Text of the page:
-- | Game state type alias
type GameState = (Board, Side)

n = "_XO" -- visually they are reprensed these chars.

Then I implemented a helper function v for checking the number of flips per each line. There are 8 different directions the line can go, they are all enumerable by a StepCoordinate type.

-- number of steps (-1,0 or 1) in each direction to represent 8 different directions.
type StepCoordinate = (Int, Int)

-- | Check number of flips for one single direction
v :: GameState -> (GameState, Int) -> Coordinate -> StepCoordinate -> State
  -> (GameState, Int)
v savedGameState (currentGameState, nFlips) cor stepCor state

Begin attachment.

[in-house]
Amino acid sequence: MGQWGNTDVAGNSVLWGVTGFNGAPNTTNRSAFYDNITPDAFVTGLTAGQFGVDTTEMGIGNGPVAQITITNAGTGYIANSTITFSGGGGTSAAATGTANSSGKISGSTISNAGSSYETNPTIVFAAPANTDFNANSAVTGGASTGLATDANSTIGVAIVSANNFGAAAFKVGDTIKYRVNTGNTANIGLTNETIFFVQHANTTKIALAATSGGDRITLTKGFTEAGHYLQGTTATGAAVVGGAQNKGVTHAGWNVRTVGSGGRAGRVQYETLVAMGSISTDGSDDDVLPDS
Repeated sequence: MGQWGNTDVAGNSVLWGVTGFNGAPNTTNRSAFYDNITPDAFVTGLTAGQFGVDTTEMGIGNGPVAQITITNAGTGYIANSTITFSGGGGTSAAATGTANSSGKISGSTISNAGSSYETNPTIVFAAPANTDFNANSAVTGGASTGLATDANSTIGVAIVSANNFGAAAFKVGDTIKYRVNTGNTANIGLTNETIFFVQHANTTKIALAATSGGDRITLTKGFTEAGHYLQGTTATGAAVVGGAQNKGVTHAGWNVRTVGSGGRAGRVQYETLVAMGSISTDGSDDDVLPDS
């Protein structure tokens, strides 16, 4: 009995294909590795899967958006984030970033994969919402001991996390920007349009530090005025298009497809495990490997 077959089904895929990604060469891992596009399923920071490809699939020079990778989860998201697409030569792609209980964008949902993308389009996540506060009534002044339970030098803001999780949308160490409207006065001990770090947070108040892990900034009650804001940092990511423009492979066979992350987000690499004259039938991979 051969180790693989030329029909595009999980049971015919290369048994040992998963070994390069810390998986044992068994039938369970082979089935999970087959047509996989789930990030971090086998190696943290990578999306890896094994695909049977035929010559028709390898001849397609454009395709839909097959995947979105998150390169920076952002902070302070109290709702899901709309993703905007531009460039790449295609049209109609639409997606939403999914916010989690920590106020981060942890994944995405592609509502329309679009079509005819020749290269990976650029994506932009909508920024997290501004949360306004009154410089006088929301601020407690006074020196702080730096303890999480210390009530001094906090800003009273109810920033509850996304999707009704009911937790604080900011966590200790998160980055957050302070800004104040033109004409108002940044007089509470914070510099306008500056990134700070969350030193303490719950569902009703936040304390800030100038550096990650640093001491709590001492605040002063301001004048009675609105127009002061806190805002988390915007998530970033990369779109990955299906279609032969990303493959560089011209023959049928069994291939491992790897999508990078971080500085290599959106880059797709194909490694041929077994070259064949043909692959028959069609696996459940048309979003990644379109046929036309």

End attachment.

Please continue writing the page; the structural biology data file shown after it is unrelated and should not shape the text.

-> (newGameState, nFlips)

Then the % operator for trial plays. Because this is used so often, the usage of this binary operator saves a lot of spaces!

(%) :: GameState -> Coordinate -> (GameState, Int)
(%) inGameState -> cor -> (outGameState, nFlips)

The q function moves the game state to the next round.

-- | Play and move to next round
q :: GameState -> Coordinate -> GameState
q currentGameState -> cor -> nextRoundGameState

The z function starts the game in the IO monad.

-- | Start game
z :: Side -> GameState -> IO ()
z humanSide (initialBoard,currentSide)

The e function is the game strategy for the AI:

-- | Strategy function!
e :: GameState -> GameState

It should use the q function to move the game state forward.

There are three game strategies attempted during the code jam:

  1. A naive strategy that finds the first possible move.
  2. A greedy strategy that finds the immediate move that flips the most pieces.